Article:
Beachlauncher allows Nemo sub pilots to drive in and out of the water
Although the Nemo personal submarine is billed as "the lightest manned submersible ever built," it's still typically hefted into the water via a crane on a superyacht. The Beachlauncher offers an easier alternative, in which the sub is simply driven into the sea.
Made by Wisconsin-based company Beachworks, the basic Beachlauncher system has been around for some time now. In a nutshell, it's a tracked amphibious vehicle that holds a boat on an integrated platform.
Wirelessly controlled by a boat- or shore-located user, the Beachlauncher carries the watercraft down the beach or boat ramp and into the water. Once the boat has moved off the platform and is floating free on the water's surface, the user sends the Beachlauncher back up to its base on dry land.
Needless to say, the whole process is reversed for getting the boat back out of the water. The Beachlauncher can be wirelessly summoned from a distance of up to 600 feet (183 m).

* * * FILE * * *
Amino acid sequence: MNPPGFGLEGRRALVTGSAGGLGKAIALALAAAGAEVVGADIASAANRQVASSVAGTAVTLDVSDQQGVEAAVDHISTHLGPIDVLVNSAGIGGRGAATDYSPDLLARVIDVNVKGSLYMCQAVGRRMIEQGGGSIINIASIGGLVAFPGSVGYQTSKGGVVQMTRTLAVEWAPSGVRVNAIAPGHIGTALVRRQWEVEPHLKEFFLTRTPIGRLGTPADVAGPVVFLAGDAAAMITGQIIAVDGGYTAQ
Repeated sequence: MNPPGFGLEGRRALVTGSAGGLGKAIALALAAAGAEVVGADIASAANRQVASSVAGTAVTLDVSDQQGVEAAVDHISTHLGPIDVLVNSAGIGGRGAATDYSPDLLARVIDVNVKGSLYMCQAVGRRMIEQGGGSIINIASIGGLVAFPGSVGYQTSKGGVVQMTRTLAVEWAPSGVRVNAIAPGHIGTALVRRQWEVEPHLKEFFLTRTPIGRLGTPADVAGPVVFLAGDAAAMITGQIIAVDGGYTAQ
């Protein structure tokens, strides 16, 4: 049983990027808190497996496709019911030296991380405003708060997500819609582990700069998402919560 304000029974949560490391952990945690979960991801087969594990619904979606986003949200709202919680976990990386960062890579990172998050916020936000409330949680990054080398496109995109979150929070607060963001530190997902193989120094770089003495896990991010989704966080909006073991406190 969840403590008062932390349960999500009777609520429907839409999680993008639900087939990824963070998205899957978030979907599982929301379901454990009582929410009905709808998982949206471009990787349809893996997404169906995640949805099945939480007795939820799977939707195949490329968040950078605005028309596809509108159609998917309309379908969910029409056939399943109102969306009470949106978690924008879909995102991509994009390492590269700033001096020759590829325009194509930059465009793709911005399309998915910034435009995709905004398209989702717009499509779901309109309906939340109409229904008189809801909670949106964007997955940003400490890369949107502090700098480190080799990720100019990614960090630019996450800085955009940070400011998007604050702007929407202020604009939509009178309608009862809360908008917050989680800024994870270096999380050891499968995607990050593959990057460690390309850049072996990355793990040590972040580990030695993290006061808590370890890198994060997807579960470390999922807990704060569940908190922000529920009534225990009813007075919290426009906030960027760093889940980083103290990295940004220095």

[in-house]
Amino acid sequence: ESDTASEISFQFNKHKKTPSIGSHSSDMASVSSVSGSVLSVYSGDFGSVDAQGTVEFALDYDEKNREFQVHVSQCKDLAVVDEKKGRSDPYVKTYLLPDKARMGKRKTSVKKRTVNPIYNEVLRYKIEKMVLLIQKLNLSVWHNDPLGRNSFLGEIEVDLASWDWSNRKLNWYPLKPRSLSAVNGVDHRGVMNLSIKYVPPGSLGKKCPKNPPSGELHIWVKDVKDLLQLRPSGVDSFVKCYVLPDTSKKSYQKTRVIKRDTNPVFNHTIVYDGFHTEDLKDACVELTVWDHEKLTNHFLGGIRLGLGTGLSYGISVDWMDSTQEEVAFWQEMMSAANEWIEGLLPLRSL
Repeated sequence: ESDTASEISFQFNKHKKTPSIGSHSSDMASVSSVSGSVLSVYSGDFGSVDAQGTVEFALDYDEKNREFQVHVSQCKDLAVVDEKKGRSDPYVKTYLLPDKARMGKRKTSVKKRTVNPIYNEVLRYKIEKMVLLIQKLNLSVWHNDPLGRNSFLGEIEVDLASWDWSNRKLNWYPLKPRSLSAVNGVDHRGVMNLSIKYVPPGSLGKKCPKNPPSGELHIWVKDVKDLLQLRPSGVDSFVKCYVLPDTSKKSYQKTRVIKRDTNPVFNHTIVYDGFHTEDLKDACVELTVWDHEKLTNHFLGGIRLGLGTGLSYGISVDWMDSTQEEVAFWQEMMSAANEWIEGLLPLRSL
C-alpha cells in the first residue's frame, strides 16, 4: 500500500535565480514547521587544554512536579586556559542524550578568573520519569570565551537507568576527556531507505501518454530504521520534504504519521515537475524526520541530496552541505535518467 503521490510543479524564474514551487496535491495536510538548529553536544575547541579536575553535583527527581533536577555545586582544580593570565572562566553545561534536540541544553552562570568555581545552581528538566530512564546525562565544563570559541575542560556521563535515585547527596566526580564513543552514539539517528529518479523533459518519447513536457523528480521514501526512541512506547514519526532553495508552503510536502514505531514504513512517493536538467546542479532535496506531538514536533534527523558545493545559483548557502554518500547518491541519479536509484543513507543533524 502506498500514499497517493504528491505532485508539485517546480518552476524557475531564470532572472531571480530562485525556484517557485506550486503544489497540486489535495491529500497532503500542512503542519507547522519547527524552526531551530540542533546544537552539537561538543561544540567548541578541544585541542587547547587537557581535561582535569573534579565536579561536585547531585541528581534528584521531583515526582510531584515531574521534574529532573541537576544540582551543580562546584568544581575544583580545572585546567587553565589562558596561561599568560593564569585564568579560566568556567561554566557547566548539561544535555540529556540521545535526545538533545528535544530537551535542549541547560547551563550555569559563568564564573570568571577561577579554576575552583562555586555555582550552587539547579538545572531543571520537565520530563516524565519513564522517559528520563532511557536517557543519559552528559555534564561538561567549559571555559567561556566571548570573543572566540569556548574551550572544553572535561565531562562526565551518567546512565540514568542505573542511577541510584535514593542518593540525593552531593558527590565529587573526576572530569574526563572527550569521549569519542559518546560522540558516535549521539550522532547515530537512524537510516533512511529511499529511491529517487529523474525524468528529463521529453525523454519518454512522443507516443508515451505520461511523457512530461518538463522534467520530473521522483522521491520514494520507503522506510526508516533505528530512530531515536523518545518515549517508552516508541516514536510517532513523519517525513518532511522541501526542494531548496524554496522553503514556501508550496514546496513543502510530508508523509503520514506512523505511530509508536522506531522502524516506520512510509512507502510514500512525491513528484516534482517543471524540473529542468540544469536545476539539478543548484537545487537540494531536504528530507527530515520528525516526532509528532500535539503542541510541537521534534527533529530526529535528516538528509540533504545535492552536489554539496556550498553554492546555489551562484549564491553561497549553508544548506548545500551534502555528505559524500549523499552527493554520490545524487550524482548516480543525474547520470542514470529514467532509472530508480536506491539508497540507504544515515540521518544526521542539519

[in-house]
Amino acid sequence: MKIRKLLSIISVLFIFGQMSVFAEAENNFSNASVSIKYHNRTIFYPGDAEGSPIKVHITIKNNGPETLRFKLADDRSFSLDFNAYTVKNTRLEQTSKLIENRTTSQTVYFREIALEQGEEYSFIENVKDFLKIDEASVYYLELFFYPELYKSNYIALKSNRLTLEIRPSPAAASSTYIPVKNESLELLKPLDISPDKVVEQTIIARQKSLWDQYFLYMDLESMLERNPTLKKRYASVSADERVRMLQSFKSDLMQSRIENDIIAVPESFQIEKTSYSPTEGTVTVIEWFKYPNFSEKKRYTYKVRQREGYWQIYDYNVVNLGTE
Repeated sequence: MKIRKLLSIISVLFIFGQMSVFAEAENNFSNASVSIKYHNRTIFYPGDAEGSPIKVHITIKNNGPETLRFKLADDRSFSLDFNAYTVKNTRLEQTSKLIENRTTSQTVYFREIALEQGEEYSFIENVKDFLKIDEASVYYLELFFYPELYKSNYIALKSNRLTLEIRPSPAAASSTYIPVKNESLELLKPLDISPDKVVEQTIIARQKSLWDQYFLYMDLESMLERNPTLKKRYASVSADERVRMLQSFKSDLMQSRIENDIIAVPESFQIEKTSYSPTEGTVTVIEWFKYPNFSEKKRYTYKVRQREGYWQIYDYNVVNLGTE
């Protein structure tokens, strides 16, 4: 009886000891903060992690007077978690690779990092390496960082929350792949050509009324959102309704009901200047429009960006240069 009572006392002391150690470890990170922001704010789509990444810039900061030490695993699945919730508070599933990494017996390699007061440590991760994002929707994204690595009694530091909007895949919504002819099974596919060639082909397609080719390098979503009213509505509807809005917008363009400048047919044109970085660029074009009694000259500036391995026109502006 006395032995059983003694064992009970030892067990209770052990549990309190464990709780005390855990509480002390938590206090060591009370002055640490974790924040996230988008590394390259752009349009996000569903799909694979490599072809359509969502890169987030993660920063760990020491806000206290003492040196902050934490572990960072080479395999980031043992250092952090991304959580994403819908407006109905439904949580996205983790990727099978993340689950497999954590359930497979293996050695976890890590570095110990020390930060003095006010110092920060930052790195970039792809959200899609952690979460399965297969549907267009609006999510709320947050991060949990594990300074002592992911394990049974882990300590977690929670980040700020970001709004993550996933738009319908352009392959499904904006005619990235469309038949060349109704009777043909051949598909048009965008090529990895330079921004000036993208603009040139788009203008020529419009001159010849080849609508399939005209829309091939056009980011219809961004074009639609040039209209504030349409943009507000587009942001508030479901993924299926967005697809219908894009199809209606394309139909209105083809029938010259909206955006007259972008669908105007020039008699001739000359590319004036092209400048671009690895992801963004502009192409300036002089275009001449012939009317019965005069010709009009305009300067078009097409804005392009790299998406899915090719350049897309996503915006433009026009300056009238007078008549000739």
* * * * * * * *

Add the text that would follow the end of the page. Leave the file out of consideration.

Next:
The new version of the vehicle is designed specifically for use with the Nemo. For readers who are unfamiliar with the latter, it's a single- or two-passenger submarine made by Dutch company U-Boat Worx. Priced at €590,000 (about US$633,435) for the larger model, it can travel at up to 3 knots (3.45 mph or 5.6 km/h) underwater, is rated to dive down to 100 m (330 ft), and offers up to eight hours of operational autonomy.
Beachworks founder Roger J. Tietz tells us that because both models of the Nemo are relatively heavy (about 5,000 lb/2,268 kg) as compared to surface watercraft, the hydraulic-drive Nemo version of the Beachlauncher is specially equipped with an above-water 38-hp Kohler EFI (electronic fuel injection) gas engine.
That engine runs at 2,800 rpm and has a hydraulic pump on its PTO (power take off) shaft. The pump in turn produces up to 3,000 psi (207 bar) of pressure, pushing vegetable-based hydraulic fluid through a control manifold that turns the vehicle's two lugged rubber tracks.
And yes, the Nemo does float when it initially leaves the Beachlauncher. As an added bonus, the Beachlauncher automatically seeks the depth required to safely release the watercraft, so there's no wondering if it's been driven out far enough.
Like the submersible it's made to carry, the Nemo version of the Beachlauncher isn't cheap – pricing starts at $65,000.